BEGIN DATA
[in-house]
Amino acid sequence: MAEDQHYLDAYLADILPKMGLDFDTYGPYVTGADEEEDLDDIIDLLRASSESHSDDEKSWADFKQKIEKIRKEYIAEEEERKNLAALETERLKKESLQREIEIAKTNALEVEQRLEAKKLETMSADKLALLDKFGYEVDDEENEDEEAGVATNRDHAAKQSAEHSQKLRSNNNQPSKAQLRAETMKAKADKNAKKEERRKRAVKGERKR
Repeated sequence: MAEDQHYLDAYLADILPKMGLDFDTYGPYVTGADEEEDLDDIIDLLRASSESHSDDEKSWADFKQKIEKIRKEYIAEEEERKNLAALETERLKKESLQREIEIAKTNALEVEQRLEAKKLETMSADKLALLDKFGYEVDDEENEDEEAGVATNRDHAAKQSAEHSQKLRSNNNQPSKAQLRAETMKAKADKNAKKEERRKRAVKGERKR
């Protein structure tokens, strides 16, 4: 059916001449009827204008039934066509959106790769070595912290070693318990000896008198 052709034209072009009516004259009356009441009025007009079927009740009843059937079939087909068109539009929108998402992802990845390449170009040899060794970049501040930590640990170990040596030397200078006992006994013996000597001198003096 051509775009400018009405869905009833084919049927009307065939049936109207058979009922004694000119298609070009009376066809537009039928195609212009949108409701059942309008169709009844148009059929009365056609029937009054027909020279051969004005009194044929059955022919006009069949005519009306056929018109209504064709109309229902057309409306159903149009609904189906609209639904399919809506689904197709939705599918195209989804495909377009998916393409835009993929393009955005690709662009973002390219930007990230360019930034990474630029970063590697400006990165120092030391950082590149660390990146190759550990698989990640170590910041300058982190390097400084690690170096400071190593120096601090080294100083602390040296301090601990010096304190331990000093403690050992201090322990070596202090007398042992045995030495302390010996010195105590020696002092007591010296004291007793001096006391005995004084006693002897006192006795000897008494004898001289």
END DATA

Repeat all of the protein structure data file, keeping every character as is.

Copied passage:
[in-house]
Amino acid sequence: MAEDQHYLDAYLADILPKMGLDFDTYGPYVTGADEEEDLDDIIDLLRASSESHSDDEKSWADFKQKIEKIRKEYIAEEEERKNLAALETERLKKESLQREIEIAKTNALEVEQRLEAKKLETMSADKLALLDKFGYEVDDEENEDEEAGVATNRDHAAKQSAEHSQKLRSNNNQPSKAQLRAETMKAKADKNAKKEERRKRAVKGERKR
Repeated sequence: MAEDQHYLDAYLADILPKMGLDFDTYGPYVTGADEEEDLDDIIDLLRASSESHSDDEKSWADFKQKIEKIRKEYIAEEEERKNLAALETERLKKESLQREIEIAKTNALEVEQRLEAKKLETMSADKLALLDKFGYEVDDEENEDEEAGVATNRDHAAKQSAEHSQKLRSNNNQPSKAQLRAETMKAKADKNAKKEERRKRAVKGERKR
């Protein structure tokens, strides 16, 4: 059916001449009827204008039934066509959106790769070595912290070693318990000896008198 052709034209072009009516004259009356009441009025007009079927009740009843059937079939087909068109539009929108998402992802990845390449170009040899060794970049501040930590640990170990040596030397200078006992006994013996000597001198003096 051509775009400018009405869905009833084919049927009307065939049936109207058979009922004694000119298609070009009376066809537009039928195609212009949108409701059942309008169709009844148009059929009365056609029937009054027909020279051969004005009194044929059955022919006009069949005519009306056929018109209504064709109309229902057309409306159903149009609904189906609209639904399919809506689904197709939705599918195209989804495909377009998916393409835009993929393009955005690709662009973002390219930007990230360019930034990474630029970063590697400006990165120092030391950082590149660390990146190759550990698989990640170590910041300058982190390097400084690690170096400071190593120096601090080294100083602390040296301090601990010096304190331990000093403690050992201090322990070596202090007398042992045995030495302390010996010195105590020696002092007591010296004291007793001096006391005995004084006693002897006192006795000897008494004898001289």